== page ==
Alton Barnes White Horse: watercolour on wood
Alton Barnes White Horse is a chalk hill figure on Milk Hill near Alton in Wiltshire. It is one of eight in the county. It made a huge mark on my mind as we saw it from the Kennet and Avon Canal below. It’s is approximately 180 feet high and 160 feet long, and was cut in 1812 under the commission of local farmer Robert Pile. It is based on the Cherhill white horse and you can find my painting of that in this Nature Gallery too.
The Alton Barnes white horse was illuminated by candles every solstice for over ten years and has also been transformed into a zebra on April Fools’ Day.
There used to be 13 white horses in Wiltshire, but only 8 remain. You could have a reminder in your home. The iconic Wiltshire White horses are things of beauty and mystery. You can forget all your cares as you get lost in the history and time of the place.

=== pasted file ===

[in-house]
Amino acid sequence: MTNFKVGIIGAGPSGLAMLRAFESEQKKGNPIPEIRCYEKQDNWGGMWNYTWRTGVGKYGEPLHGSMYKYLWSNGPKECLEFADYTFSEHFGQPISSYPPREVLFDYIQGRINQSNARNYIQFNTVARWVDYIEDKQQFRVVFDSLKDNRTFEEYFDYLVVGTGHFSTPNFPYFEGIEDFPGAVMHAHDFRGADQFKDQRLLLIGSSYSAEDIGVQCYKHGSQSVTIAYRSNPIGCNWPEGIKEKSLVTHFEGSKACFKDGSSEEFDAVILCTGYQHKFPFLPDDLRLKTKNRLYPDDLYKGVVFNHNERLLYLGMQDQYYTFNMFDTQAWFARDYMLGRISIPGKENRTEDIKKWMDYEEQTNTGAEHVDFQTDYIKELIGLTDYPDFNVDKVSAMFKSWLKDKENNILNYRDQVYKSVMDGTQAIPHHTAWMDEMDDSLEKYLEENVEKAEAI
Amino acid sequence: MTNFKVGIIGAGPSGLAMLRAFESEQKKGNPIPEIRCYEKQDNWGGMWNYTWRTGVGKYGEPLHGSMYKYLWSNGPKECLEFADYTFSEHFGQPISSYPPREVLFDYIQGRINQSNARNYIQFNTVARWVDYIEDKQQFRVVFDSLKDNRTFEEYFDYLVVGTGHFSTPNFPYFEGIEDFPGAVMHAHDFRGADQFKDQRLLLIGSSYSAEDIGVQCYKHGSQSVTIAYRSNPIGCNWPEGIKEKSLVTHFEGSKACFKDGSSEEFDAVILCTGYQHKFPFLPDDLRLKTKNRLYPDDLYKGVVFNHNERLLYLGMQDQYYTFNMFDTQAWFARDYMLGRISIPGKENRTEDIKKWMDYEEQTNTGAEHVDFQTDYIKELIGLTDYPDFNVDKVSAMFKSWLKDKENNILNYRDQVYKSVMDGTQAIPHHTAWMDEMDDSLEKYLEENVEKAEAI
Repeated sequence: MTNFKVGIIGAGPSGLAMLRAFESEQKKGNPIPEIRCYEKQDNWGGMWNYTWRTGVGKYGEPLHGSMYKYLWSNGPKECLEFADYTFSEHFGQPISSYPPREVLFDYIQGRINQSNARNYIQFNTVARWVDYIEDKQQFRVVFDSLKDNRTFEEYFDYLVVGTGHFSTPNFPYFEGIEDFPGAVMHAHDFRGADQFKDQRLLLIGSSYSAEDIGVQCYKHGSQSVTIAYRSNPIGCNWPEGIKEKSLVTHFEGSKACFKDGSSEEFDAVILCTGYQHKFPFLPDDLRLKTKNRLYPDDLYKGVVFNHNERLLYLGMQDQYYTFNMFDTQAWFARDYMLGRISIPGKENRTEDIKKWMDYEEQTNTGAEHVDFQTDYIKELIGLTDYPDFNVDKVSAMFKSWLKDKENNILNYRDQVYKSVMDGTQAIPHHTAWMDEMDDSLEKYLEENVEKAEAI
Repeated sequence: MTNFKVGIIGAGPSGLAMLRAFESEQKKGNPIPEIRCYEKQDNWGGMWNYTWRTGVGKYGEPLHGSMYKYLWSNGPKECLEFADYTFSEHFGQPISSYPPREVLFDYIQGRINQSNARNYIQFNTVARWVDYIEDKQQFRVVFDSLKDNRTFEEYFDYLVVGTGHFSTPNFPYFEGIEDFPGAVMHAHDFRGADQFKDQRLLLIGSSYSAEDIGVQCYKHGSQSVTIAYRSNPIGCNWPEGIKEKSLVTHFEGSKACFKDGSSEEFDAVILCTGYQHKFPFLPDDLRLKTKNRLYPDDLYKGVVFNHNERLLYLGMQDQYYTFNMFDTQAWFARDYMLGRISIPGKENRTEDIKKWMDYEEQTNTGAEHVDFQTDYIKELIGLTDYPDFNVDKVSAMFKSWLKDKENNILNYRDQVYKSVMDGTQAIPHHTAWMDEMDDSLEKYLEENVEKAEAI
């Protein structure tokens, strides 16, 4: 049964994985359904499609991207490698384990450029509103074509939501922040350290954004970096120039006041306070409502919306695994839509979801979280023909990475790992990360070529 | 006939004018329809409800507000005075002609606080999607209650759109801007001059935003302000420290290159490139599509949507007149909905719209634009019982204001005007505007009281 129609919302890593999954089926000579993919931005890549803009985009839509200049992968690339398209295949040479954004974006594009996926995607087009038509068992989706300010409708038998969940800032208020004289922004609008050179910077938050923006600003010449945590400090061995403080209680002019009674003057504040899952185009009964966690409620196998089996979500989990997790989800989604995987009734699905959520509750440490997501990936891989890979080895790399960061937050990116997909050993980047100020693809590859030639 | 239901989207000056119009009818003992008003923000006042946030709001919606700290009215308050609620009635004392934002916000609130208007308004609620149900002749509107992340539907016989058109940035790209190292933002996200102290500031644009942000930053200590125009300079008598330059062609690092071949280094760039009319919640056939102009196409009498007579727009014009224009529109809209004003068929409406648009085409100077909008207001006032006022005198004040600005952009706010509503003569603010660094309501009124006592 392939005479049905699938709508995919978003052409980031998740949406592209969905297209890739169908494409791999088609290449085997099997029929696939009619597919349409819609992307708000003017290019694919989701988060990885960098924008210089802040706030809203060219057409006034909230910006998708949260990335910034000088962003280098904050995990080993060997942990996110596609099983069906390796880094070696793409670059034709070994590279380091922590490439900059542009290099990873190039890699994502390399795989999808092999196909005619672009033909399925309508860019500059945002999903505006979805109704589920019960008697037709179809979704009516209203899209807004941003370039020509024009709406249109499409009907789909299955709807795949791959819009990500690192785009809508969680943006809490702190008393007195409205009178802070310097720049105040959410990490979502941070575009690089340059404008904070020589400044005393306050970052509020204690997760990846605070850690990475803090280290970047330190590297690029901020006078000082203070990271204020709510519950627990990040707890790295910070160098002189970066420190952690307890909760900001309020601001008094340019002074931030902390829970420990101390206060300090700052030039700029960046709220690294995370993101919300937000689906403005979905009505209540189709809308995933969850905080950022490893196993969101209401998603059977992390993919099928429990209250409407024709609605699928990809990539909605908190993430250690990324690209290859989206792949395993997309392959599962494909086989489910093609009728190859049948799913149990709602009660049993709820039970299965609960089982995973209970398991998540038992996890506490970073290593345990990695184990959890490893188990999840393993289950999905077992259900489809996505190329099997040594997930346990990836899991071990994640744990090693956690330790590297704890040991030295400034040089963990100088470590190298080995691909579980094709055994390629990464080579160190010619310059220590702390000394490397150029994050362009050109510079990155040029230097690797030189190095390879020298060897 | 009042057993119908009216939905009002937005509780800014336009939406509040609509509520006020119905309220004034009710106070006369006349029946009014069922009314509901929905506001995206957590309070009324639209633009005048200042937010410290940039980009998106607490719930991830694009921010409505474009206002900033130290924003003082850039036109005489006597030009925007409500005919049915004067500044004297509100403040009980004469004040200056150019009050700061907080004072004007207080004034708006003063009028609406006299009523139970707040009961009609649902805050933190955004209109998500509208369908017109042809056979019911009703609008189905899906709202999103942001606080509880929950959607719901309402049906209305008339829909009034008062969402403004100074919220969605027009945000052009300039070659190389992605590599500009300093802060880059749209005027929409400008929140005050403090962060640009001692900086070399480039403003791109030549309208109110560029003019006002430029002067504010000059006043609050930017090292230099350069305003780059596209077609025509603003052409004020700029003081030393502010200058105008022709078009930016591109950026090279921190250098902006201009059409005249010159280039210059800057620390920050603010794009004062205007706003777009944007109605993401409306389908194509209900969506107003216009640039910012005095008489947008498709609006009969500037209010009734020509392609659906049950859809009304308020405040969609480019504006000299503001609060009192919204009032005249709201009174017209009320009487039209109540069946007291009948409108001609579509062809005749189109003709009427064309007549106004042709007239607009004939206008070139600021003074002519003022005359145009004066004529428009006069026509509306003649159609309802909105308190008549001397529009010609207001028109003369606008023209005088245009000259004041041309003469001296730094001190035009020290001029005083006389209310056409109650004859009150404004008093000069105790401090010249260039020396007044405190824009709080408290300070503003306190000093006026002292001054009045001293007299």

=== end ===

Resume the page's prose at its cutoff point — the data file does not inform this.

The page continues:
I have used a wonderful technique called ink resist which results in an image akin to a wood cut. I think it is appropriate for such a magical place. The paper has been mounted on a birch wood board and then gently waxed to give it a sheen and depth, and is framed in a black float frame. The joy of this process is that the picture does not need protecting under glass. The Alton Barnes white horse is one of a small collection of White Horse landscapes, you might like to see the others in this Nature Gallery.
The oldest white horse in Britain is at Uffington Castle in Oxfordshire which is thought to date back to the Bronze Age some 3000 years ago. It is also in this small collection
As with all watercolours, it should not be hung in bright sunlight, an area of high humidity or near a heat source, but I am sure you knew that!
I am also happy to arrange shipping, and as I love each painting will do my best to ensure it reaches you in perfect condition. If you are not in the UK, I can get you a quote.
In addition to the gallery paintings I also accept commissions too, so feel free to get in touch, if you have something in mind.